A roly-poly bear, suitcase in hand, knocks on the door of a young child’s brownstone.
The unnamed narrator informs the bear that bears don’t belong in houses. “ ‘Go home, bear.’ And that was that.” But of course it is not. The bear returns with his flamingo friend, so the child says, “Go home, bear. And take that flamingo with you.” Many readers may wonder who wouldn’t want to at least chat a minute or two with a friendly bear and a dazzling flamingo, but this narrator is a tough nut. Maybe there is some earlier animosity that readers are not privy to? The bear is persistent. It comes down the chimney, joins in an art session, and takes a bath with the protagonist. Finally, the narrator yells at the bear to go home. And the bear does. Suddenly the narrator is desperate. Where is the bear? A search commences. The bear returns. Taylor’s art is appealingly retro, making the most of the silliness of the premise. (The narrator is depicted with pale skin, short, brown hair, and wears T-shirts and shorts.) Aside from the silliness, however, little clicks in this story. Why should the bear come back after that rude treatment? What has triggered the narrator’s change of heart? Yes, new friendships are strange, but this one will need therapy right from the beginning.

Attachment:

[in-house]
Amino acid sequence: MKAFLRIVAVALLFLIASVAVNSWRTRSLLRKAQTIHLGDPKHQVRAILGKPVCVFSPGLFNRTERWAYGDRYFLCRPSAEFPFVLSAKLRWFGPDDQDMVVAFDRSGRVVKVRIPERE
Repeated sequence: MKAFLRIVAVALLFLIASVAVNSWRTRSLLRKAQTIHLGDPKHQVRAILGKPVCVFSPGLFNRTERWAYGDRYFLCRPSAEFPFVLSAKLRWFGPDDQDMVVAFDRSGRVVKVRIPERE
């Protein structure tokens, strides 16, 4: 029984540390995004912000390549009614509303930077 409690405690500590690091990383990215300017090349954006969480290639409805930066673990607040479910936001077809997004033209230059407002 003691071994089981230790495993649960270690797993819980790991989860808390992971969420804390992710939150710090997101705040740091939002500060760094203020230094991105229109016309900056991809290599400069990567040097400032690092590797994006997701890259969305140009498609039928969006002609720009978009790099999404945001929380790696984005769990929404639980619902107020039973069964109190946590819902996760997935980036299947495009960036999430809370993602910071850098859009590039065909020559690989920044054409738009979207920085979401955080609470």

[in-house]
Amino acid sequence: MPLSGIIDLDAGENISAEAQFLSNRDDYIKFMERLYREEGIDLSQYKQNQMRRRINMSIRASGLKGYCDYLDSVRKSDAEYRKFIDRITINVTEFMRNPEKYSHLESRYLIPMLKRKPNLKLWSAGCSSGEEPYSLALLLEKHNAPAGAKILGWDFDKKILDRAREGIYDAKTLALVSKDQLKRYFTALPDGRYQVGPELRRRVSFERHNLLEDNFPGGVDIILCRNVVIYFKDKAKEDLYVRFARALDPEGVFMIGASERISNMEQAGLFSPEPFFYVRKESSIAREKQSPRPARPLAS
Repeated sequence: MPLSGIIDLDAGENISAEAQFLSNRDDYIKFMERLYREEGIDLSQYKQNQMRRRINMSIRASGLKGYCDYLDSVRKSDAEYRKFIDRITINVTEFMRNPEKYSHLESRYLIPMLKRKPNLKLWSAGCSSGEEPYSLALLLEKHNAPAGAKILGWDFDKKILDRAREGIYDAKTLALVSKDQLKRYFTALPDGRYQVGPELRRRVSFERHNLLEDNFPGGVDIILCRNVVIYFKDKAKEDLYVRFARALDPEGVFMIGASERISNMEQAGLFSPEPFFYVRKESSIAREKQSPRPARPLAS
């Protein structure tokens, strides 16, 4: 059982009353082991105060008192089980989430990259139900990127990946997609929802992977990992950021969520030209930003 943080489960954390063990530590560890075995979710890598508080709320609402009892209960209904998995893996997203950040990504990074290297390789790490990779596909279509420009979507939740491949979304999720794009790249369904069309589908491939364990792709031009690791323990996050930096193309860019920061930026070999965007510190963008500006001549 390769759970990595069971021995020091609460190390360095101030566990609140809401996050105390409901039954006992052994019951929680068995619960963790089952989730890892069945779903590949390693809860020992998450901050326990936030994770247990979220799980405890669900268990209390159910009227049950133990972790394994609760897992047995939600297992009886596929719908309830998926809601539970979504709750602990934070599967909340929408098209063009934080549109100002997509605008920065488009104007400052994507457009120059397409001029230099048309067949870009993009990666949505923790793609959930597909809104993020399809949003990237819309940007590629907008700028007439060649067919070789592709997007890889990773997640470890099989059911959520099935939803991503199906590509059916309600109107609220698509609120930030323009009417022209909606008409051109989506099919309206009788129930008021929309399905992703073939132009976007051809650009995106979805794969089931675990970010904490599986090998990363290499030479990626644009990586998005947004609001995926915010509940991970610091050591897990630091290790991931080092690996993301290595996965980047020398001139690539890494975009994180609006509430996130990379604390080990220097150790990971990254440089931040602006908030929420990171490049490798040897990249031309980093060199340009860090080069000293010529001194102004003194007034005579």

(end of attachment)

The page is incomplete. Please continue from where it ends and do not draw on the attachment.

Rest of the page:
An old tale that should have been left alone. (Picture book. 4-6)